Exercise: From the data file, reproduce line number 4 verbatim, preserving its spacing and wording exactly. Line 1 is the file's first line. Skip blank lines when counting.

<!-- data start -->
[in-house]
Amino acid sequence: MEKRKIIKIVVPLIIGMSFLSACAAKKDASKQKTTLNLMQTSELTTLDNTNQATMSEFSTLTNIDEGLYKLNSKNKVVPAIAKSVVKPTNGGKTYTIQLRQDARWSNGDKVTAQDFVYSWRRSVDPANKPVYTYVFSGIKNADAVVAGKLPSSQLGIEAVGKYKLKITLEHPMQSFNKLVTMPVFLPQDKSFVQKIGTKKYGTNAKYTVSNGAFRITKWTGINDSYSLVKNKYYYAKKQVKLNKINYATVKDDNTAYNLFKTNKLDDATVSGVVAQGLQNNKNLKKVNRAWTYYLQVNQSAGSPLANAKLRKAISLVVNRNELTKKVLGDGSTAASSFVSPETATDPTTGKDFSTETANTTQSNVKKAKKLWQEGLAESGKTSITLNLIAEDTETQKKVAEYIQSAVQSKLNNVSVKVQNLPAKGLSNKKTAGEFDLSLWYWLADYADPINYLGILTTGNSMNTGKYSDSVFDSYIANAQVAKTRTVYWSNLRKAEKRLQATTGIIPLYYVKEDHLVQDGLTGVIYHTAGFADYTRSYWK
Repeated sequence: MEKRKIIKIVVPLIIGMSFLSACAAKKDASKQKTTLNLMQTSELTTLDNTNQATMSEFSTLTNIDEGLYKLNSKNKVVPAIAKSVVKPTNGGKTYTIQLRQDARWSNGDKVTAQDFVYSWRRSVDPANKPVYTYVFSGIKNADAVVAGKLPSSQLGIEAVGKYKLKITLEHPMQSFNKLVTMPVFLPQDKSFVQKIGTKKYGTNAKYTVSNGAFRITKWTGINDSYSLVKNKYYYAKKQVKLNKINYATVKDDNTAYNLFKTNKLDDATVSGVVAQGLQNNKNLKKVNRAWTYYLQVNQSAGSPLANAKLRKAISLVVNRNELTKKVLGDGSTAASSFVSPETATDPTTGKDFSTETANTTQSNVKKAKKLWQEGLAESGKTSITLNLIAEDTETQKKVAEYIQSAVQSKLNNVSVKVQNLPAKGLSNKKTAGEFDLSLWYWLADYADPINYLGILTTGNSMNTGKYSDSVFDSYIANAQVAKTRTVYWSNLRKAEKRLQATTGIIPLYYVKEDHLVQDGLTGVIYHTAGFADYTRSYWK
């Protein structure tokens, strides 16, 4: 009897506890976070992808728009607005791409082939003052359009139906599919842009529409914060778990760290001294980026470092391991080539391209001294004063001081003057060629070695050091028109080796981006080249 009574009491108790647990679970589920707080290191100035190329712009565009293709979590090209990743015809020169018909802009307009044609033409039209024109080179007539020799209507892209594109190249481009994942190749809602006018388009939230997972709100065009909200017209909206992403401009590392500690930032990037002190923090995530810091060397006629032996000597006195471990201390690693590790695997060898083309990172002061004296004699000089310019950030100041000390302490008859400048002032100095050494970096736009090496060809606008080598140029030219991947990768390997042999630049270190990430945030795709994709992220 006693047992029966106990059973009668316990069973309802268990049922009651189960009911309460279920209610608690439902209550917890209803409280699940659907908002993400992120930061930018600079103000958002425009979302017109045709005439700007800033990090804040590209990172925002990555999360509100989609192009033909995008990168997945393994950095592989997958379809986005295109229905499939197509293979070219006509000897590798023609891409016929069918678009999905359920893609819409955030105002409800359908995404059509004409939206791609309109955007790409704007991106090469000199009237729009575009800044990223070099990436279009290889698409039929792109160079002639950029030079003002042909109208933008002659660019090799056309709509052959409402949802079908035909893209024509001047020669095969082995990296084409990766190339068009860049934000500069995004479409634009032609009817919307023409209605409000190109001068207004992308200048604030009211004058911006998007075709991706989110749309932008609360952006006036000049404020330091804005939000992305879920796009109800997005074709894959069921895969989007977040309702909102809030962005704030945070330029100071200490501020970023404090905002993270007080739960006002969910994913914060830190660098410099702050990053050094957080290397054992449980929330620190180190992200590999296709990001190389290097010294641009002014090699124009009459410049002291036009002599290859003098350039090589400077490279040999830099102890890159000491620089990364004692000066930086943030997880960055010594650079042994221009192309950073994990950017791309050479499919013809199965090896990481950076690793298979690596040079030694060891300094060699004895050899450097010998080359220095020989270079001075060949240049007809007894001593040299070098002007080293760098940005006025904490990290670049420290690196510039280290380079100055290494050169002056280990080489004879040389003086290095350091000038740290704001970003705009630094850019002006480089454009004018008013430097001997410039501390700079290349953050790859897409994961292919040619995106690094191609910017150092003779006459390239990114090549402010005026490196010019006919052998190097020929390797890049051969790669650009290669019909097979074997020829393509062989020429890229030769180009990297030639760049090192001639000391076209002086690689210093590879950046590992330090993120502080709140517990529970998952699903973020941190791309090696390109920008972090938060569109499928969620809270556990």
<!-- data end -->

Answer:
């Protein structure tokens, strides 16, 4: 009897506890976070992808728009607005791409082939003052359009139906599919842009529409914060778990760290001294980026470092391991080539391209001294004063001081003057060629070695050091028109080796981006080249 009574009491108790647990679970589920707080290191100035190329712009565009293709979590090209990743015809020169018909802009307009044609033409039209024109080179007539020799209507892209594109190249481009994942190749809602006018388009939230997972709100065009909200017209909206992403401009590392500690930032990037002190923090995530810091060397006629032996000597006195471990201390690693590790695997060898083309990172002061004296004699000089310019950030100041000390302490008859400048002032100095050494970096736009090496060809606008080598140029030219991947990768390997042999630049270190990430945030795709994709992220 006693047992029966106990059973009668316990069973309802268990049922009651189960009911309460279920209610608690439902209550917890209803409280699940659907908002993400992120930061930018600079103000958002425009979302017109045709005439700007800033990090804040590209990172925002990555999360509100989609192009033909995008990168997945393994950095592989997958379809986005295109229905499939197509293979070219006509000897590798023609891409016929069918678009999905359920893609819409955030105002409800359908995404059509004409939206791609309109955007790409704007991106090469000199009237729009575009800044990223070099990436279009290889698409039929792109160079002639950029030079003002042909109208933008002659660019090799056309709509052959409402949802079908035909893209024509001047020669095969082995990296084409990766190339068009860049934000500069995004479409634009032609009817919307023409209605409000190109001068207004992308200048604030009211004058911006998007075709991706989110749309932008609360952006006036000049404020330091804005939000992305879920796009109800997005074709894959069921895969989007977040309702909102809030962005704030945070330029100071200490501020970023404090905002993270007080739960006002969910994913914060830190660098410099702050990053050094957080290397054992449980929330620190180190992200590999296709990001190389290097010294641009002014090699124009009459410049002291036009002599290859003098350039090589400077490279040999830099102890890159000491620089990364004692000066930086943030997880960055010594650079042994221009192309950073994990950017791309050479499919013809199965090896990481950076690793298979690596040079030694060891300094060699004895050899450097010998080359220095020989270079001075060949240049007809007894001593040299070098002007080293760098940005006025904490990290670049420290690196510039280290380079100055290494050169002056280990080489004879040389003086290095350091000038740290704001970003705009630094850019002006480089454009004018008013430097001997410039501390700079290349953050790859897409994961292919040619995106690094191609910017150092003779006459390239990114090549402010005026490196010019006919052998190097020929390797890049051969790669650009290669019909097979074997020829393509062989020429890229030769180009990297030639760049090192001639000391076209002086690689210093590879950046590992330090993120502080709140517990529970998952699903973020941190791309090696390109920008972090938060569109499928969620809270556990």